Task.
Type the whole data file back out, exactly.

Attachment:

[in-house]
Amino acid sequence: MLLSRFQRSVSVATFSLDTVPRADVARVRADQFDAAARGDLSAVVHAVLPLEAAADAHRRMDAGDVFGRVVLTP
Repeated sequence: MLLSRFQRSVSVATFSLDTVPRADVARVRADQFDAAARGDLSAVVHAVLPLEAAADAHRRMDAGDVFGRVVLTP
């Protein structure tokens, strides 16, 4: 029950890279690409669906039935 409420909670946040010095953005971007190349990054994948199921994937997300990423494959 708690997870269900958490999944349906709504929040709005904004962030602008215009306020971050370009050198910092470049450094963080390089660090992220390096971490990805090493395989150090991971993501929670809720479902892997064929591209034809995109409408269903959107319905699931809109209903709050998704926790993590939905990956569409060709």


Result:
[in-house]
Amino acid sequence: MLLSRFQRSVSVATFSLDTVPRADVARVRADQFDAAARGDLSAVVHAVLPLEAAADAHRRMDAGDVFGRVVLTP
Repeated sequence: MLLSRFQRSVSVATFSLDTVPRADVARVRADQFDAAARGDLSAVVHAVLPLEAAADAHRRMDAGDVFGRVVLTP
């Protein structure tokens, strides 16, 4: 029950890279690409669906039935 409420909670946040010095953005971007190349990054994948199921994937997300990423494959 708690997870269900958490999944349906709504929040709005904004962030602008215009306020971050370009050198910092470049450094963080390089660090992220390096971490990805090493395989150090991971993501929670809720479902892997064929591209034809995109409408269903959107319905699931809109209903709050998704926790993590939905990956569409060709």